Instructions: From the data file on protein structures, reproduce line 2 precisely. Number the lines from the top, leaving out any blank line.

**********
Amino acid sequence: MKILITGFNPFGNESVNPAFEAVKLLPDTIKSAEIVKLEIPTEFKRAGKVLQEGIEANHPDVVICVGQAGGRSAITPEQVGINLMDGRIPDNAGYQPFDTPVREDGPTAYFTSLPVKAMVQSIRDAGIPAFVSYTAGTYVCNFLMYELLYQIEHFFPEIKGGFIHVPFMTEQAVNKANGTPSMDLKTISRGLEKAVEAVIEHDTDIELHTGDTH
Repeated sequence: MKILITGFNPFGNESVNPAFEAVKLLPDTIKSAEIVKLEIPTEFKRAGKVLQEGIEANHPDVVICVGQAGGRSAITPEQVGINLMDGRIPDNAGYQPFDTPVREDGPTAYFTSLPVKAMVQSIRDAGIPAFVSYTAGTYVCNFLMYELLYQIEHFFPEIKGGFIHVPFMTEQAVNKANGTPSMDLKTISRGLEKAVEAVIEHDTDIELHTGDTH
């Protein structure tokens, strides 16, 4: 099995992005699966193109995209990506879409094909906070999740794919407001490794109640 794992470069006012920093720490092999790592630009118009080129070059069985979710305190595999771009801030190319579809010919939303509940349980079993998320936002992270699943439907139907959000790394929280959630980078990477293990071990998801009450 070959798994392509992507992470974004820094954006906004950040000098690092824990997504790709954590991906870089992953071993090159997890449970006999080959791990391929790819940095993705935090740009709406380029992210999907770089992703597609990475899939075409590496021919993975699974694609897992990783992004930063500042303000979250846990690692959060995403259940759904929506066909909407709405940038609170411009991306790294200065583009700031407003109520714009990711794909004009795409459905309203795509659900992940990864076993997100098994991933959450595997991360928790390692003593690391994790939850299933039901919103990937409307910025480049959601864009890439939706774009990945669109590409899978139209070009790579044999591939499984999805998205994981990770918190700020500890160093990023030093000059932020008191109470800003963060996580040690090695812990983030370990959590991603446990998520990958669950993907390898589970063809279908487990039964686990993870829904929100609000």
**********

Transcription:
Repeated sequence: MKILITGFNPFGNESVNPAFEAVKLLPDTIKSAEIVKLEIPTEFKRAGKVLQEGIEANHPDVVICVGQAGGRSAITPEQVGINLMDGRIPDNAGYQPFDTPVREDGPTAYFTSLPVKAMVQSIRDAGIPAFVSYTAGTYVCNFLMYELLYQIEHFFPEIKGGFIHVPFMTEQAVNKANGTPSMDLKTISRGLEKAVEAVIEHDTDIELHTGDTH